NewsGovernmentState GovernmentOhio State Government News

Actions

Bartender worries about consequences of alcohol carry-out law

WCPO let's have a drank.png
Posted at 6:41 PM, Oct 15, 2020
and last updated 2020-10-15 19:35:44-04

The hospitality industry has had a tough nine months. Paige Welsh, who bartends at Cock and Bull, knows that better than most.

Her workplace spent months shut down, filling only carry-out and delivery orders, in the spring and early summer. Now, a 10 p.m. curfew limits the hours at which the pub can serve alcohol.

“It’s been devastating for all of us,” she said Thursday.

But Welsh is also worried a new Ohio law meant to help businesses like Cock and Bull — one that allows restaurants to send carry-out customers over 21 home with up to three alcoholic drinks — will endanger bars and customers.

It’s not a money problem, she said. It’s a potential overserving problem. When they’re working in person, bars and restaurants aren’t supposed to serve a customer more than two drinks per hour, and they’re supposed to keep a close eye on their customers to prevent accidents or drunk driving.

And there’s nothing in the law specifying how potent a carry-out drink can be, Welsh said. Can a person order three doubles?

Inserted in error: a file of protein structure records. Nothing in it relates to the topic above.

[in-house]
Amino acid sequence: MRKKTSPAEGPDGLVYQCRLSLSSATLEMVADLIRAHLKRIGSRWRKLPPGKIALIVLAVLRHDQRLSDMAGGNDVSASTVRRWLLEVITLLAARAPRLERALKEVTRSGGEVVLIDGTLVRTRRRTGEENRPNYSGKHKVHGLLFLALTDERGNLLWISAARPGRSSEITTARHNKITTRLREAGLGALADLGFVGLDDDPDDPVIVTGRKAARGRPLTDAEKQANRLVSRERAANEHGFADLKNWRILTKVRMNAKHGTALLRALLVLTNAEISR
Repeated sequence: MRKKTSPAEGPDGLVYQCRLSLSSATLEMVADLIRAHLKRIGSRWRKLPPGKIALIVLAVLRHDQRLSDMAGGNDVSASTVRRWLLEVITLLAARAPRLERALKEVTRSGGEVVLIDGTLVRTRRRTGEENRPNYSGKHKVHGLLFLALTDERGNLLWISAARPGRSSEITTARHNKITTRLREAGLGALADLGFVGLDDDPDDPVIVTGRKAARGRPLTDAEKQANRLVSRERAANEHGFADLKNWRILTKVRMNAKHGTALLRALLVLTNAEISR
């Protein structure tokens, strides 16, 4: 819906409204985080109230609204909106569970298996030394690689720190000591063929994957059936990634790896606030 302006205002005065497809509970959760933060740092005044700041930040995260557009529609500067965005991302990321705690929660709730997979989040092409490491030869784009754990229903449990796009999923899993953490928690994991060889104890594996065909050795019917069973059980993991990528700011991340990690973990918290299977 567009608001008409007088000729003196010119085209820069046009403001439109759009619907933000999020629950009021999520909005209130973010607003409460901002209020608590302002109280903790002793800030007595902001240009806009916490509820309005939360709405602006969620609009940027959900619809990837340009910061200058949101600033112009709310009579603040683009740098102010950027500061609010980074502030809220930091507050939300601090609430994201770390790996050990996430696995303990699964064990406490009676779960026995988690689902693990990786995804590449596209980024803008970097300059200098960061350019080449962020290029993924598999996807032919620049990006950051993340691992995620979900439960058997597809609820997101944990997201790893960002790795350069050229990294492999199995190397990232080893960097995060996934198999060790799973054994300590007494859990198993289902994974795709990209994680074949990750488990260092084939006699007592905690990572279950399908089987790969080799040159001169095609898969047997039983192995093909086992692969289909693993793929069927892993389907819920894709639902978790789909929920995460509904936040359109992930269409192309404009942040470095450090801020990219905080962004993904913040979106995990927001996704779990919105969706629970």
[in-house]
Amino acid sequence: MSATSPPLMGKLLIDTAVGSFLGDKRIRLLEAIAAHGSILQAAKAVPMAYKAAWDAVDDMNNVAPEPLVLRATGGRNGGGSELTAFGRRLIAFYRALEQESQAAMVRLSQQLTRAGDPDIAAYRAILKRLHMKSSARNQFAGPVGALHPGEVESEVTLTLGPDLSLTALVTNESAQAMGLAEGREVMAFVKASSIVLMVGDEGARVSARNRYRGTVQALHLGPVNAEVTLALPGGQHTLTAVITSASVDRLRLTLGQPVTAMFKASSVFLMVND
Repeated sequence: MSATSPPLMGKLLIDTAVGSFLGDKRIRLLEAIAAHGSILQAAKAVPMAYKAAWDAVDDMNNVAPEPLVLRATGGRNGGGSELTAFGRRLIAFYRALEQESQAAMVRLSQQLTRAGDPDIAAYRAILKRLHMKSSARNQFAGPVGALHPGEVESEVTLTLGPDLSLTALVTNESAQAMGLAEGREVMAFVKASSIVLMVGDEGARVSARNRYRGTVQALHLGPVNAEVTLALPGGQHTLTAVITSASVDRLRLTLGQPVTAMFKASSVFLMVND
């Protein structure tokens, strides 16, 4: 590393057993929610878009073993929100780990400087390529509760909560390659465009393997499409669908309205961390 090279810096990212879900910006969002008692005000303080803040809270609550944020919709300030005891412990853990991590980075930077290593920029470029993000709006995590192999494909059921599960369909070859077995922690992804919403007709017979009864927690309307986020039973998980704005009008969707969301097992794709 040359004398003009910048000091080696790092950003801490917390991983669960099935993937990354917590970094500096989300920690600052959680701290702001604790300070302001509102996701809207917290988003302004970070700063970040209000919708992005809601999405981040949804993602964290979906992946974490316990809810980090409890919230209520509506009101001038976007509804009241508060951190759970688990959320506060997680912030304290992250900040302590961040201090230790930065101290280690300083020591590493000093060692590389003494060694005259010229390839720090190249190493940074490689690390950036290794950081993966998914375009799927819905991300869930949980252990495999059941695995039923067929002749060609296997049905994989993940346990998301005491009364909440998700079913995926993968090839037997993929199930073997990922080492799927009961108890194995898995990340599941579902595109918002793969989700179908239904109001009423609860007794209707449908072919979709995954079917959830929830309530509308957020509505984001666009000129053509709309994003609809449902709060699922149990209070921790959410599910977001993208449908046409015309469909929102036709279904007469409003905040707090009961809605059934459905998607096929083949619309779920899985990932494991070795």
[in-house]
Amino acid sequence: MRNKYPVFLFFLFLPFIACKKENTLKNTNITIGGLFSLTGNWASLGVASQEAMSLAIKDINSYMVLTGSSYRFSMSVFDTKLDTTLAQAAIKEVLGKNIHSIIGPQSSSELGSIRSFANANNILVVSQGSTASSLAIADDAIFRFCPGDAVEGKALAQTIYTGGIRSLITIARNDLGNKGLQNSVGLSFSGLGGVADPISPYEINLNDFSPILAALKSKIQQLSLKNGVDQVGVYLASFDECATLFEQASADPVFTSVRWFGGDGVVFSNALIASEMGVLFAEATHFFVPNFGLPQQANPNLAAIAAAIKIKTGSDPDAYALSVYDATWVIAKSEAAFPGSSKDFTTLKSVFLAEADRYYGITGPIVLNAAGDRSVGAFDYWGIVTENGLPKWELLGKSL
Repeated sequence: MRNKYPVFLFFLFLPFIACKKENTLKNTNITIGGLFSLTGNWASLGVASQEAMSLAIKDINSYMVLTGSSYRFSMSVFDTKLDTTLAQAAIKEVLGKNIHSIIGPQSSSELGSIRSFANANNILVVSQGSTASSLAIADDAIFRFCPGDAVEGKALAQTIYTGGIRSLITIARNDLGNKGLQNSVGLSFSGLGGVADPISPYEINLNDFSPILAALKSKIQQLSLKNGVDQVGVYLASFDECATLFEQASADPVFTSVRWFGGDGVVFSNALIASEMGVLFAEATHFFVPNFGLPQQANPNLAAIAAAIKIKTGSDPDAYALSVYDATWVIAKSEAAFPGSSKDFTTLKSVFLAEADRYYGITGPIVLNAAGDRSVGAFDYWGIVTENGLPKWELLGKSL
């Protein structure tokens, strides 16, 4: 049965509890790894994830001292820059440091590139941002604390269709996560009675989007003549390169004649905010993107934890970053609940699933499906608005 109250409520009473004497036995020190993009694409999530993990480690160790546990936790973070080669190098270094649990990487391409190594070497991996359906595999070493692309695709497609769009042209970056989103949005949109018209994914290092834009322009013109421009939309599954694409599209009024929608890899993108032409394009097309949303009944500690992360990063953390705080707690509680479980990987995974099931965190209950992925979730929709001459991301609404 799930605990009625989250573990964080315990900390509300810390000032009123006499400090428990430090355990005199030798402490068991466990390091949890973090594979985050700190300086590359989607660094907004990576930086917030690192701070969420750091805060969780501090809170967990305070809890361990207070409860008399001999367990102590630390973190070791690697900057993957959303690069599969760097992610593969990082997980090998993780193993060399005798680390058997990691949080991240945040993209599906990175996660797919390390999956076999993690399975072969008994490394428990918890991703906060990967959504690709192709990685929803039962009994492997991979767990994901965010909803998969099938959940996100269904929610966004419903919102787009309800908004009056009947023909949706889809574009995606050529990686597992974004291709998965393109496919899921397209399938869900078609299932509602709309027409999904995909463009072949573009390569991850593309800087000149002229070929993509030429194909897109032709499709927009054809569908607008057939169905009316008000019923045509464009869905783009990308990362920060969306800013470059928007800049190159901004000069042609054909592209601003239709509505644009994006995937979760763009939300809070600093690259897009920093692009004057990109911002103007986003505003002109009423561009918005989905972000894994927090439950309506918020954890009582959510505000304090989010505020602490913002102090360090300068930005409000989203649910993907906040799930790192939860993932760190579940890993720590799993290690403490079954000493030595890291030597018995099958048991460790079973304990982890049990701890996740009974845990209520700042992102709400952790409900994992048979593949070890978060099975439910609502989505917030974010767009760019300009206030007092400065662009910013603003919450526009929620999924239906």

“When alcohol is going out the door, I have no control where it’s going,” she said. “So, for example, according to the law, it’s supposed to be in sealed containers with a lid on top of it. The minute I serve that drink, and it goes to a second party, there could be a drug that’s put in that drink, the driver could be ordering it for themselves and get in a car accident. And who is liable for that?”

She emailed State Rep. Catherine Ingram about her concerns.

Ingram responded that the law was meant to help restaurants and bars compensate for the 10 p.m. curfew.

When contacted Thursday, DeWine spokesperson Dan Tierney compared the carry-out rule to buying alcohol from a grocery store or liquor store.

“People purchase alcohol to take with them and consume every day in Ohio,” he said. “This just allows Ohio restaurants to be able to (serve) those people who simply order alcoholic beverages to go.”

Tierney added that he hadn’t heard of other complaints about the law or risky behaviors occurring as a result of it.

The law will remain in effect after the end of the COVID-19 pandemic. It requires that the drinks be purchased with a meal and that the bar or restaurant make a “bona fide” effort to ensure the purchaser is over 21.